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Interesting Facts About the Atlantic Puffin

Sucheta Pradhan
Atlantic Puffins are known for their colorful bills. Here are some interesting facts about these pretty seabirds.

Did you know?

Atlantic Puffins can carry several fish at a time in their triangular beaks. According to the Royal Society for the Protection of Birds, the highest recorded beakful, till date, is 62 fish.
The Atlantic Puffin, also known as Common Puffin or Sea Parrot, is a small seabird, known for its penguin-like plumage and colorful beak. Out of all the known species of puffins, it is the only species that is native to the Atlantic Ocean, hence the name. Scientifically called Fratercula arctica, the Atlantic Puffin belongs to the family Alcidae.
There are two related species of puffins, which are found in the north-eastern Pacific. These include, the Horned Puffin (Fratercula corniculata) and the Tufted Puffin (Fratercula cirrhata). Found abundantly in Canada, among other places, the Atlantic Puffin is the provincial bird for the Canadian province of Newfoundland and Labrador.


➦ An Atlantic Puffin is a small bird, about 28 to 30 cm in length, from the tip of its beak to the end of its tail.
➦ Despite its small size, it has a rather sturdy build. It has a thick neck and a blunt-ended tail.
➦ Bearing short wings that span between 47 to 63 cm, the bird can fly really fast, at a speed of about 55 mph, but only for a short period of time.
➦ Owing to their short wingspan, Atlantic Puffins have to flap their little wings about 300 to 400 times per minute.
➦ Unlike most other birds, wherein the females are larger than the males, the female Atlantic Puffins are smaller than their male counterparts. Apart from their size, males and females bear identical features.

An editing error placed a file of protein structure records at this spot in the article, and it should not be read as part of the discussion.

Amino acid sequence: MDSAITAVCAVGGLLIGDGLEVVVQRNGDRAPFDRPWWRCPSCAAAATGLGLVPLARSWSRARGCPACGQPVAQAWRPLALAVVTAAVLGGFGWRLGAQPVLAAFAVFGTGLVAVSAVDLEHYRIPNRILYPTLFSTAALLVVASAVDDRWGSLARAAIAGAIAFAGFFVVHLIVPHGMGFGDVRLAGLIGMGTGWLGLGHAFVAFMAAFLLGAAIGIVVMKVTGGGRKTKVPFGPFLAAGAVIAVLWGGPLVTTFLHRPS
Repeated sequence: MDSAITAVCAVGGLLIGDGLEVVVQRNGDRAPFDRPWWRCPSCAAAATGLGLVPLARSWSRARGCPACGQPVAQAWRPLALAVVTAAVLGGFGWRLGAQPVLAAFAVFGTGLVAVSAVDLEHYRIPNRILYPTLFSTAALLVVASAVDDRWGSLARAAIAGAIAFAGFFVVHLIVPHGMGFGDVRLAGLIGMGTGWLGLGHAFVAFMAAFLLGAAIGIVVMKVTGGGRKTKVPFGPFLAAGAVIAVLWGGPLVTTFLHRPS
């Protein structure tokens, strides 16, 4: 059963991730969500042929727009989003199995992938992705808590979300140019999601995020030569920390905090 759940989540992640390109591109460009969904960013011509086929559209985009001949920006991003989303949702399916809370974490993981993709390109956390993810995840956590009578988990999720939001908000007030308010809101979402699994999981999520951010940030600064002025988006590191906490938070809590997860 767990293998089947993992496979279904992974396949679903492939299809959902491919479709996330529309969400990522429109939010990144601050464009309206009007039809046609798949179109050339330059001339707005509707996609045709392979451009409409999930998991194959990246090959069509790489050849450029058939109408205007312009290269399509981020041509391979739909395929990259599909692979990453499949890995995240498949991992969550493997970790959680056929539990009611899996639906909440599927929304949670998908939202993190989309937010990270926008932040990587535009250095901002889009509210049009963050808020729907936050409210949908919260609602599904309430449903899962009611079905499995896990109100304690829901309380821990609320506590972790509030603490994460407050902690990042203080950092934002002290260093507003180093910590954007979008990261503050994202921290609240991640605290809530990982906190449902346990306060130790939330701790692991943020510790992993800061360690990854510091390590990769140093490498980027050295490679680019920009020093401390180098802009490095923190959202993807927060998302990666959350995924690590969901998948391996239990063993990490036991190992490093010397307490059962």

➦ They have a black and white plumage similar to that of penguins. While the bird's upper body is covered in black feathers, its underpart is covered in white.
➦ The beak is the most distinguishing feature of the Atlantic Puffin. It is broad, triangular, and flattened from the sides. What attracts more attention, however, are the bright shades of red, gray, and yellow, which the bills possess.
➦ Owing to their colorful bills, perhaps, the birds are also known as sea parrots.
➦ The color of the legs of the Atlantic Puffin tends to change with the seasons. During winter, the legs are dull yellow in color, and become bright orange by the beginning of their breeding season in spring.
➦ The birds bear webbed feet, and have sharp, black claws.


➦ The Atlantic Puffin prefers cooler environment, and hence, is found across the cold waters of the North Atlantic Ocean.
➦ Large populations of Atlantic Puffins can be found along the coastal areas ranging from Denmark in the east, to Canada in the west, and from Norway in the north, to Spain in the south.
➦ The largest colony of Atlantic Puffins in the world is considered to be in Iceland, with about 60% of the bird's population nesting there.
➦ They spend most of their lives at sea. When on land, they nest either on rocky cliff tops or build underground burrows.


➦ While at sea, which the birds are for the most of the year, the Atlantic Puffins are believed to lead a solitary existence.